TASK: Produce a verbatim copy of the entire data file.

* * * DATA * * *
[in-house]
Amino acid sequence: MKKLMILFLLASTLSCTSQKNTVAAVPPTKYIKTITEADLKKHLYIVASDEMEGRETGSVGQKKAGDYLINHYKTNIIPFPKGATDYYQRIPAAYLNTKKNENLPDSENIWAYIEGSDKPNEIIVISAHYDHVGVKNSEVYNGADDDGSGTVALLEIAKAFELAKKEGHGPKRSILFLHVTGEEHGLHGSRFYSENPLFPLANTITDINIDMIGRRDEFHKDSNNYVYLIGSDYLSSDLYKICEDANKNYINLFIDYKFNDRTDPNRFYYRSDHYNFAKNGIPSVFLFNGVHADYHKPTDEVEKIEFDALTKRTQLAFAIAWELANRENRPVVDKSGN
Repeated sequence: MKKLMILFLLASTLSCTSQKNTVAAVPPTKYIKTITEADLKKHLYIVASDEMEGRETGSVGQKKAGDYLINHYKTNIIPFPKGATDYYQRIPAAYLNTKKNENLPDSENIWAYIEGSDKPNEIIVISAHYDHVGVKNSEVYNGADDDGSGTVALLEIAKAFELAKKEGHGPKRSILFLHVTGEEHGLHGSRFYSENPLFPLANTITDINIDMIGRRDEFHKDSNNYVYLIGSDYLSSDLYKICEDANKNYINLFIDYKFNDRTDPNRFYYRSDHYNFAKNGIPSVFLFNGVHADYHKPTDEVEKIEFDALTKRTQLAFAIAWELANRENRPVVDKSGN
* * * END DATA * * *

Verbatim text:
[in-house]
Amino acid sequence: MKKLMILFLLASTLSCTSQKNTVAAVPPTKYIKTITEADLKKHLYIVASDEMEGRETGSVGQKKAGDYLINHYKTNIIPFPKGATDYYQRIPAAYLNTKKNENLPDSENIWAYIEGSDKPNEIIVISAHYDHVGVKNSEVYNGADDDGSGTVALLEIAKAFELAKKEGHGPKRSILFLHVTGEEHGLHGSRFYSENPLFPLANTITDINIDMIGRRDEFHKDSNNYVYLIGSDYLSSDLYKICEDANKNYINLFIDYKFNDRTDPNRFYYRSDHYNFAKNGIPSVFLFNGVHADYHKPTDEVEKIEFDALTKRTQLAFAIAWELANRENRPVVDKSGN
Repeated sequence: MKKLMILFLLASTLSCTSQKNTVAAVPPTKYIKTITEADLKKHLYIVASDEMEGRETGSVGQKKAGDYLINHYKTNIIPFPKGATDYYQRIPAAYLNTKKNENLPDSENIWAYIEGSDKPNEIIVISAHYDHVGVKNSEVYNGADDDGSGTVALLEIAKAFELAKKEGHGPKRSILFLHVTGEEHGLHGSRFYSENPLFPLANTITDINIDMIGRRDEFHKDSNNYVYLIGSDYLSSDLYKICEDANKNYINLFIDYKFNDRTDPNRFYYRSDHYNFAKNGIPSVFLFNGVHADYHKPTDEVEKIEFDALTKRTQLAFAIAWELANRENRPVVDKSGN